Tour destinations include baseball games, NASCAR races, New York City, California, other cities in the U.S. and all over Canada. Combination coach tours and cruises are also popular. There is a department focused solely on trips to casinos.
"We are a tour company, first and foremost," Hundt says.
The company, named the Motorcoach Operator of the Year by Metro magazine in February, has been running tours to Newfoundland for 30 years. This past spring, the Hundts travelled to Newfoundland on their own to do some research and see what's changed since they were last there. The veteran holiday planners added new sites, stops and routes to the popular tour package.
"The notes that I have just from this holiday in Newfoundland are staggering," Lorna says. "Thank God we are married to each other because nobody else would accept that. We've tried travelling with other couples and they don't get it. They say: 'Will you just sit down and have a drink?' "
The Hundts met up with one of their coaches on the west coast of Newfoundland and briefed the driver on changes to the tour that included great views of icebergs. The planning is so detailed that stops are planned according to the position of the sun so photographers have the best possible light.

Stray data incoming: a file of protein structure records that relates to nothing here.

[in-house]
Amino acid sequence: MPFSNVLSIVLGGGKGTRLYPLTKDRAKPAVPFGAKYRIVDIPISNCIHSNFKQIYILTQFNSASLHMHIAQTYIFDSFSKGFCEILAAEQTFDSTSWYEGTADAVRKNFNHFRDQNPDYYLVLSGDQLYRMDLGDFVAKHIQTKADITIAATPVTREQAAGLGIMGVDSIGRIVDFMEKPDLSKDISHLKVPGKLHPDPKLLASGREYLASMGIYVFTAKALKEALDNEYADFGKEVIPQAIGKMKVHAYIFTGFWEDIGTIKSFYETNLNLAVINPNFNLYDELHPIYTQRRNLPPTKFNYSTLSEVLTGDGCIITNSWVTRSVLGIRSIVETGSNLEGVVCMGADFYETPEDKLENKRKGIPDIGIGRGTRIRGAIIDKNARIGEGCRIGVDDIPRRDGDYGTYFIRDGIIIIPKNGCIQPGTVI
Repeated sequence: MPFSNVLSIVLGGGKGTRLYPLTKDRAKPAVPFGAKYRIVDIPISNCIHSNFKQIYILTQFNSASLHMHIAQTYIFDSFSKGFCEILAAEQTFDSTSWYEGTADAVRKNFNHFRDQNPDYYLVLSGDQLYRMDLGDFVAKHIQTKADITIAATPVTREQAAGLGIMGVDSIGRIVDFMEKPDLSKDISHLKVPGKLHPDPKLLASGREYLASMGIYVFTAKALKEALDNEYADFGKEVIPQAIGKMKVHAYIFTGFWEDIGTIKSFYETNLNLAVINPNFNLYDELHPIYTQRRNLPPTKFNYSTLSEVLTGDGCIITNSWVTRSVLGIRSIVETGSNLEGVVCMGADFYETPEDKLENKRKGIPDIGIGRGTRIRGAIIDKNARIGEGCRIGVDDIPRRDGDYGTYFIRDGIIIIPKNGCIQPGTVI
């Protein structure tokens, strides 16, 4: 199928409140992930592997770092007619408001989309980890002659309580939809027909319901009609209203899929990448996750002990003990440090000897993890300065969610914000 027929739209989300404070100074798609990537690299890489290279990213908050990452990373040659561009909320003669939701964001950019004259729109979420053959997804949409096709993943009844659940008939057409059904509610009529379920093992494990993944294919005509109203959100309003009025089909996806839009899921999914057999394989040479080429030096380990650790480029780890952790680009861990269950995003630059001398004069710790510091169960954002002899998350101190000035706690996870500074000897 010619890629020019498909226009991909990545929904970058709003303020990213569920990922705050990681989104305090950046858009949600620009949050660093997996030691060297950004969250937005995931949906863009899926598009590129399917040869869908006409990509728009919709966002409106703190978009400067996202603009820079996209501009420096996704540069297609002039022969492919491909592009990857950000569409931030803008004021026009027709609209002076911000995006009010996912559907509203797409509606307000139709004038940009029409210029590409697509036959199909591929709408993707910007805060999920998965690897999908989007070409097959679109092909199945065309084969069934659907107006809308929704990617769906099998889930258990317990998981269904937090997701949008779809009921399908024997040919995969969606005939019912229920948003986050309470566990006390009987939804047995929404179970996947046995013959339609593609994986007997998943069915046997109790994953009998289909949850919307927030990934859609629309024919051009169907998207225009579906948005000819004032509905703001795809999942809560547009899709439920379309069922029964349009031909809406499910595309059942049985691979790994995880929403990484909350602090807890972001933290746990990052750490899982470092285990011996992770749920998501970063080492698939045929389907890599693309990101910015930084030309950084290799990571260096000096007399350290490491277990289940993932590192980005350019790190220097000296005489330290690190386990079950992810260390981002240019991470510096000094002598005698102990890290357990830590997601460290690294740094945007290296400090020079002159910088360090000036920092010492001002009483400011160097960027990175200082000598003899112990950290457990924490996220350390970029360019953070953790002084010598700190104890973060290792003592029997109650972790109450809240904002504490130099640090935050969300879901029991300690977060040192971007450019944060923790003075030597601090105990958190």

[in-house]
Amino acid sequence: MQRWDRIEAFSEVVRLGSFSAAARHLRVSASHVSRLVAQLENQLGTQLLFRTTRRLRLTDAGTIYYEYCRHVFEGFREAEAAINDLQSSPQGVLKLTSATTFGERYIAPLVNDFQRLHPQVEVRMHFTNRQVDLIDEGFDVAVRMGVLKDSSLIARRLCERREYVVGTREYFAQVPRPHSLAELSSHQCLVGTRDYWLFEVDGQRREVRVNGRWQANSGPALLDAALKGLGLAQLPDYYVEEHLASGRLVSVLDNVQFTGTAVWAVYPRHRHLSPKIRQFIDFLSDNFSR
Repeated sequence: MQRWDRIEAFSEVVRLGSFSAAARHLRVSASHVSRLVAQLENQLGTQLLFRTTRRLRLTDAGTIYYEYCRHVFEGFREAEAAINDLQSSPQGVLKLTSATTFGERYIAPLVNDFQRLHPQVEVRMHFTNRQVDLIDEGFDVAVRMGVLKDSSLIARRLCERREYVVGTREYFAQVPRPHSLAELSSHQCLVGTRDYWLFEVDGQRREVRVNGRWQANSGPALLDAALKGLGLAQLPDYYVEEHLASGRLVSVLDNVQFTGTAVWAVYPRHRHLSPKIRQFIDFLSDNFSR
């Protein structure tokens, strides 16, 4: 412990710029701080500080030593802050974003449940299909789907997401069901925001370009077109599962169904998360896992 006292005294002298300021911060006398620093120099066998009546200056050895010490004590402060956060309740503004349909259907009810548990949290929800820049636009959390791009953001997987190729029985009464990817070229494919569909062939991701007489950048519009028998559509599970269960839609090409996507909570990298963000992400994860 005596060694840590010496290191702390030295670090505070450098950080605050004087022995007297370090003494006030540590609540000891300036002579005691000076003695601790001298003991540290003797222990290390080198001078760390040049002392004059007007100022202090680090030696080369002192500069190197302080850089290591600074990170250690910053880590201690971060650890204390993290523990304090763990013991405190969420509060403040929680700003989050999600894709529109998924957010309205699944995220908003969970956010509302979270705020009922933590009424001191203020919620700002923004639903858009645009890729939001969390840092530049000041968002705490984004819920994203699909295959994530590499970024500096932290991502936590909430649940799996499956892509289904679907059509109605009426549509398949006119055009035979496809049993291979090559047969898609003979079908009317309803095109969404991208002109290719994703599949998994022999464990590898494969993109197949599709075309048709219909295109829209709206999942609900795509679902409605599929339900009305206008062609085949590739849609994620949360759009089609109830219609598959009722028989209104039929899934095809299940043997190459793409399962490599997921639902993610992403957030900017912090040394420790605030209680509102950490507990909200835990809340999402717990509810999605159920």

"For instance, in Arizona and Utah with the parks, if the sun is not on the rock it looks black," Lorna says. "With the sun, it looks red, a huge difference for satisfaction."
Until 1990, Great Canadian hired coaches from other companies. It worked with a dozen companies because of Ontario regulations that carve the province into zones. Only a company with coaches based in a zone is allowed to pick up and drop off passengers inside that zone. Fed up with the restrictions and varying levels of service, the Hundts started buying their own fleet of coaches in 1990.
Great Canadian now operates 53 coaches. They are stationed in London, Kitchener, Toronto, Oshawa and Niagara Region. The company's market stretches from Windsor to Peterborough, and from Niagara/Fort Erie to Owen Sound.
The Hundts hired local artist Dave Sopha to paint murals on the sides of the coaches with different Canadian themes — including musicians, actors/comedians, great Canadian inventions, fallen soldiers from the war in Afghanistan and Canada's 20 largest ethnic groups.